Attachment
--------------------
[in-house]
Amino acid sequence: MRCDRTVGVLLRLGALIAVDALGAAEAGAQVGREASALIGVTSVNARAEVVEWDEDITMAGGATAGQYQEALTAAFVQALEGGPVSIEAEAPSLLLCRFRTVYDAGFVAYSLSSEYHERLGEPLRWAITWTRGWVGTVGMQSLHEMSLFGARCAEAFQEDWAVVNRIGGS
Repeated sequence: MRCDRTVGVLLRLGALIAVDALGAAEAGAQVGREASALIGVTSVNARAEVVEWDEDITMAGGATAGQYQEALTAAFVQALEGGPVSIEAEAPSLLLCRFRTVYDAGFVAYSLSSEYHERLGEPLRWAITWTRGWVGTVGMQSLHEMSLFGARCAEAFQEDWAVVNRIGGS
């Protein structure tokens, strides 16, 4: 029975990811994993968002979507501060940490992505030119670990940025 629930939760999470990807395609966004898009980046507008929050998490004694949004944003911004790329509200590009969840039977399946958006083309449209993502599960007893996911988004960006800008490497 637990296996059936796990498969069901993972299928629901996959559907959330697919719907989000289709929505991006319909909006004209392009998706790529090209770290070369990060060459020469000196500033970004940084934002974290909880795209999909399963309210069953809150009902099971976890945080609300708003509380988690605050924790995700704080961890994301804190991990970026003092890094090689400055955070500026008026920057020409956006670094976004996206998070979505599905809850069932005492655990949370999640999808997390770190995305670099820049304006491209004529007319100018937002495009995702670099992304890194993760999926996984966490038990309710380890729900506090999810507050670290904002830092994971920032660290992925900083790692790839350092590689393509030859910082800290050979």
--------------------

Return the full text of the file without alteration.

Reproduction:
[in-house]
Amino acid sequence: MRCDRTVGVLLRLGALIAVDALGAAEAGAQVGREASALIGVTSVNARAEVVEWDEDITMAGGATAGQYQEALTAAFVQALEGGPVSIEAEAPSLLLCRFRTVYDAGFVAYSLSSEYHERLGEPLRWAITWTRGWVGTVGMQSLHEMSLFGARCAEAFQEDWAVVNRIGGS
Repeated sequence: MRCDRTVGVLLRLGALIAVDALGAAEAGAQVGREASALIGVTSVNARAEVVEWDEDITMAGGATAGQYQEALTAAFVQALEGGPVSIEAEAPSLLLCRFRTVYDAGFVAYSLSSEYHERLGEPLRWAITWTRGWVGTVGMQSLHEMSLFGARCAEAFQEDWAVVNRIGGS
């Protein structure tokens, strides 16, 4: 029975990811994993968002979507501060940490992505030119670990940025 629930939760999470990807395609966004898009980046507008929050998490004694949004944003911004790329509200590009969840039977399946958006083309449209993502599960007893996911988004960006800008490497 637990296996059936796990498969069901993972299928629901996959559907959330697919719907989000289709929505991006319909909006004209392009998706790529090209770290070369990060060459020469000196500033970004940084934002974290909880795209999909399963309210069953809150009902099971976890945080609300708003509380988690605050924790995700704080961890994301804190991990970026003092890094090689400055955070500026008026920057020409956006670094976004996206998070979505599905809850069932005492655990949370999640999808997390770190995305670099820049304006491209004529007319100018937002495009995702670099992304890194993760999926996984966490038990309710380890729900506090999810507050670290904002830092994971920032660290992925900083790692790839350092590689393509030859910082800290050979």